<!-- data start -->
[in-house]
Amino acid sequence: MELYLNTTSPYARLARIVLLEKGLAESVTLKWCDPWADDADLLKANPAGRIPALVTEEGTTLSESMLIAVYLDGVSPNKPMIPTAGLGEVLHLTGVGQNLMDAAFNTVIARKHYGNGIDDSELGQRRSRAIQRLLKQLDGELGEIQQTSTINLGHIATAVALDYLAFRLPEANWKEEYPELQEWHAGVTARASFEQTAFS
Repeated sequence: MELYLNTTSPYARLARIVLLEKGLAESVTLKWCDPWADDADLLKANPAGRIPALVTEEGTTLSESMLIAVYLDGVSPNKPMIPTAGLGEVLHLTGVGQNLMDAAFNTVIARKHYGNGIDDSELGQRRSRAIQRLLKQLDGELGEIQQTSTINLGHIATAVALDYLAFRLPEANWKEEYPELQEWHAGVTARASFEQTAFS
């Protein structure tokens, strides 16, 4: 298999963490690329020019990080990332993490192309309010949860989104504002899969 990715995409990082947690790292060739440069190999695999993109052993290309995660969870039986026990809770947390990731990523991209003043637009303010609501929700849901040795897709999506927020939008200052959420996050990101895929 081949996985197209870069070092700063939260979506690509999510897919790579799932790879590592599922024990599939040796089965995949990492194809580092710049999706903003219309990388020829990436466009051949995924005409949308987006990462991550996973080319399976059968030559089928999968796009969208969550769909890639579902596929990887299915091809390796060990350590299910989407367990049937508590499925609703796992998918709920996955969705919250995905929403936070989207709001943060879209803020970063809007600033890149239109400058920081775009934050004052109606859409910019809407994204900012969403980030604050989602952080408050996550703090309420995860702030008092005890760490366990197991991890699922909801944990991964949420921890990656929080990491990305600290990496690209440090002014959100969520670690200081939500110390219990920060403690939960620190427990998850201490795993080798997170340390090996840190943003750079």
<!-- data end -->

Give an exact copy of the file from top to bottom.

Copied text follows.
[in-house]
Amino acid sequence: MELYLNTTSPYARLARIVLLEKGLAESVTLKWCDPWADDADLLKANPAGRIPALVTEEGTTLSESMLIAVYLDGVSPNKPMIPTAGLGEVLHLTGVGQNLMDAAFNTVIARKHYGNGIDDSELGQRRSRAIQRLLKQLDGELGEIQQTSTINLGHIATAVALDYLAFRLPEANWKEEYPELQEWHAGVTARASFEQTAFS
Repeated sequence: MELYLNTTSPYARLARIVLLEKGLAESVTLKWCDPWADDADLLKANPAGRIPALVTEEGTTLSESMLIAVYLDGVSPNKPMIPTAGLGEVLHLTGVGQNLMDAAFNTVIARKHYGNGIDDSELGQRRSRAIQRLLKQLDGELGEIQQTSTINLGHIATAVALDYLAFRLPEANWKEEYPELQEWHAGVTARASFEQTAFS
């Protein structure tokens, strides 16, 4: 298999963490690329020019990080990332993490192309309010949860989104504002899969 990715995409990082947690790292060739440069190999695999993109052993290309995660969870039986026990809770947390990731990523991209003043637009303010609501929700849901040795897709999506927020939008200052959420996050990101895929 081949996985197209870069070092700063939260979506690509999510897919790579799932790879590592599922024990599939040796089965995949990492194809580092710049999706903003219309990388020829990436466009051949995924005409949308987006990462991550996973080319399976059968030559089928999968796009969208969550769909890639579902596929990887299915091809390796060990350590299910989407367990049937508590499925609703796992998918709920996955969705919250995905929403936070989207709001943060879209803020970063809007600033890149239109400058920081775009934050004052109606859409910019809407994204900012969403980030604050989602952080408050996550703090309420995860702030008092005890760490366990197991991890699922909801944990991964949420921890990656929080990491990305600290990496690209440090002014959100969520670690200081939500110390219990920060403690939960620190427990998850201490795993080798997170340390090996840190943003750079």